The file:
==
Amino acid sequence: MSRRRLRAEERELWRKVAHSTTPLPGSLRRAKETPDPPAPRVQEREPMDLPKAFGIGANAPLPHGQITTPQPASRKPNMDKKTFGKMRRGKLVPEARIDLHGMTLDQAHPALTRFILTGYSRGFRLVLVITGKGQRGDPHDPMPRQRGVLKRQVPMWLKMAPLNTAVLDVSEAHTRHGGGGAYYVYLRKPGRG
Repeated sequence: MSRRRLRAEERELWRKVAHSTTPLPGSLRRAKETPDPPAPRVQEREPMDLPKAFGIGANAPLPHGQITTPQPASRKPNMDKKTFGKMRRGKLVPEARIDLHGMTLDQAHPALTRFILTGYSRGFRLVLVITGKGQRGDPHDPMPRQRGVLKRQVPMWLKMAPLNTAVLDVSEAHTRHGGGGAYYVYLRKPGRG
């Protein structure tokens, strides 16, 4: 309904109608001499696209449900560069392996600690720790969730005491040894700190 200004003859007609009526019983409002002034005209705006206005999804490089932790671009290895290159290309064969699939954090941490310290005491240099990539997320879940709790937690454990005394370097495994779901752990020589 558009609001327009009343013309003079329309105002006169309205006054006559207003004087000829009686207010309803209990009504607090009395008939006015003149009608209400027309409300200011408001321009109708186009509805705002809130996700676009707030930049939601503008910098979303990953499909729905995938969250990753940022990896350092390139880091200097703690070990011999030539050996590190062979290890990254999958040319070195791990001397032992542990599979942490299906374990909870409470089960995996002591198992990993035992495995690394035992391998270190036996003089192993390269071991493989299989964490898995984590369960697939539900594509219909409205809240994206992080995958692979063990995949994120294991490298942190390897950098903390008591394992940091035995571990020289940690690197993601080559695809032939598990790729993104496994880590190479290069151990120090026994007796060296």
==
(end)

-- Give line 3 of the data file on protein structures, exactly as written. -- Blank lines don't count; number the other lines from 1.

């Protein structure tokens, strides 16, 4: 309904109608001499696209449900560069392996600690720790969730005491040894700190 200004003859007609009526019983409002002034005209705006206005999804490089932790671009290895290159290309064969699939954090941490310290005491240099990539997320879940709790937690454990005394370097495994779901752990020589 558009609001327009009343013309003079329309105002006169309205006054006559207003004087000829009686207010309803209990009504607090009395008939006015003149009608209400027309409300200011408001321009109708186009509805705002809130996700676009707030930049939601503008910098979303990953499909729905995938969250990753940022990896350092390139880091200097703690070990011999030539050996590190062979290890990254999958040319070195791990001397032992542990599979942490299906374990909870409470089960995996002591198992990993035992495995690394035992391998270190036996003089192993390269071991493989299989964490898995984590369960697939539900594509219909409205809240994206992080995958692979063990995949994120294991490298942190390897950098903390008591394992940091035995571990020289940690690197993601080559695809032939598990790729993104496994880590190479290069151990120090026994007796060296």